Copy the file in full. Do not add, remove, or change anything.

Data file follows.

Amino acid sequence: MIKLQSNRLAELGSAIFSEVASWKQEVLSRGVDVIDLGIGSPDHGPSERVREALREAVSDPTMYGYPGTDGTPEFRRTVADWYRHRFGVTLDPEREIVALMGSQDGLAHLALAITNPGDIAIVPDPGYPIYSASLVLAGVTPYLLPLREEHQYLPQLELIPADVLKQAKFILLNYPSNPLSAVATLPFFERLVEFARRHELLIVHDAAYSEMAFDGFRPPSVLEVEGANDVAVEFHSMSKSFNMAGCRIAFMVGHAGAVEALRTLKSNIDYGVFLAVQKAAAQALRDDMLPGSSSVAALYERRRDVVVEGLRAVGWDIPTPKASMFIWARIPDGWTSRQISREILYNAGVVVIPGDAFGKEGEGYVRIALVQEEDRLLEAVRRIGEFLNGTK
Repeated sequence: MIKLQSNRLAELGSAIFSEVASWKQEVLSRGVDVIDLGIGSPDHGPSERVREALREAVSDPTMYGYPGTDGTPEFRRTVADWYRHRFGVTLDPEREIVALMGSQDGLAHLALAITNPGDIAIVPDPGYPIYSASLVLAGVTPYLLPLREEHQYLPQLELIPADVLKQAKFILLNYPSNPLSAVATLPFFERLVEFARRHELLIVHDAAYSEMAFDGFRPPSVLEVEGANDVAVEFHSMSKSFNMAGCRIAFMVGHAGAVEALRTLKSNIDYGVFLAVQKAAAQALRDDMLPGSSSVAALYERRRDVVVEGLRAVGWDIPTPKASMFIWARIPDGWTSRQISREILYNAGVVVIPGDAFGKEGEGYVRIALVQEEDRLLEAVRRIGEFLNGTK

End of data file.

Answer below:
Amino acid sequence: MIKLQSNRLAELGSAIFSEVASWKQEVLSRGVDVIDLGIGSPDHGPSERVREALREAVSDPTMYGYPGTDGTPEFRRTVADWYRHRFGVTLDPEREIVALMGSQDGLAHLALAITNPGDIAIVPDPGYPIYSASLVLAGVTPYLLPLREEHQYLPQLELIPADVLKQAKFILLNYPSNPLSAVATLPFFERLVEFARRHELLIVHDAAYSEMAFDGFRPPSVLEVEGANDVAVEFHSMSKSFNMAGCRIAFMVGHAGAVEALRTLKSNIDYGVFLAVQKAAAQALRDDMLPGSSSVAALYERRRDVVVEGLRAVGWDIPTPKASMFIWARIPDGWTSRQISREILYNAGVVVIPGDAFGKEGEGYVRIALVQEEDRLLEAVRRIGEFLNGTK
Repeated sequence: MIKLQSNRLAELGSAIFSEVASWKQEVLSRGVDVIDLGIGSPDHGPSERVREALREAVSDPTMYGYPGTDGTPEFRRTVADWYRHRFGVTLDPEREIVALMGSQDGLAHLALAITNPGDIAIVPDPGYPIYSASLVLAGVTPYLLPLREEHQYLPQLELIPADVLKQAKFILLNYPSNPLSAVATLPFFERLVEFARRHELLIVHDAAYSEMAFDGFRPPSVLEVEGANDVAVEFHSMSKSFNMAGCRIAFMVGHAGAVEALRTLKSNIDYGVFLAVQKAAAQALRDDMLPGSSSVAALYERRRDVVVEGLRAVGWDIPTPKASMFIWARIPDGWTSRQISREILYNAGVVVIPGDAFGKEGEGYVRIALVQEEDRLLEAVRRIGEFLNGTK